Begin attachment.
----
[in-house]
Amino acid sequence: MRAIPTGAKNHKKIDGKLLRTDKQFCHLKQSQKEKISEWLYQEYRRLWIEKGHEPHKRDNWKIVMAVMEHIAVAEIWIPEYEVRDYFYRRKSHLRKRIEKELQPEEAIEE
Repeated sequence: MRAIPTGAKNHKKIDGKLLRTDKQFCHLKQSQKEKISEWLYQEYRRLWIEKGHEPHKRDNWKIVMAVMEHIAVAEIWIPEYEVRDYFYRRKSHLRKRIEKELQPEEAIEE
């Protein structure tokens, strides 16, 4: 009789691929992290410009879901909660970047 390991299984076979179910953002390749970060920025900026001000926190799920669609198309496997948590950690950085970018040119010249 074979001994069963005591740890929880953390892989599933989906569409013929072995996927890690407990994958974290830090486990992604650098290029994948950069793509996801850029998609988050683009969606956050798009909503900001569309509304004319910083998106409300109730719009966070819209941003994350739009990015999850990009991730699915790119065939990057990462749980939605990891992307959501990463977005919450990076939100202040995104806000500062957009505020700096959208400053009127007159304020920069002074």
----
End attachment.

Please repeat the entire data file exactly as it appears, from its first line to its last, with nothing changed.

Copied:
[in-house]
Amino acid sequence: MRAIPTGAKNHKKIDGKLLRTDKQFCHLKQSQKEKISEWLYQEYRRLWIEKGHEPHKRDNWKIVMAVMEHIAVAEIWIPEYEVRDYFYRRKSHLRKRIEKELQPEEAIEE
Repeated sequence: MRAIPTGAKNHKKIDGKLLRTDKQFCHLKQSQKEKISEWLYQEYRRLWIEKGHEPHKRDNWKIVMAVMEHIAVAEIWIPEYEVRDYFYRRKSHLRKRIEKELQPEEAIEE
């Protein structure tokens, strides 16, 4: 009789691929992290410009879901909660970047 390991299984076979179910953002390749970060920025900026001000926190799920669609198309496997948590950690950085970018040119010249 074979001994069963005591740890929880953390892989599933989906569409013929072995996927890690407990994958974290830090486990992604650098290029994948950069793509996801850029998609988050683009969606956050798009909503900001569309509304004319910083998106409300109730719009966070819209941003994350739009990015999850990009991730699915790119065939990057990462749980939605990891992307959501990463977005919450990076939100202040995104806000500062957009505020700096959208400053009127007159304020920069002074």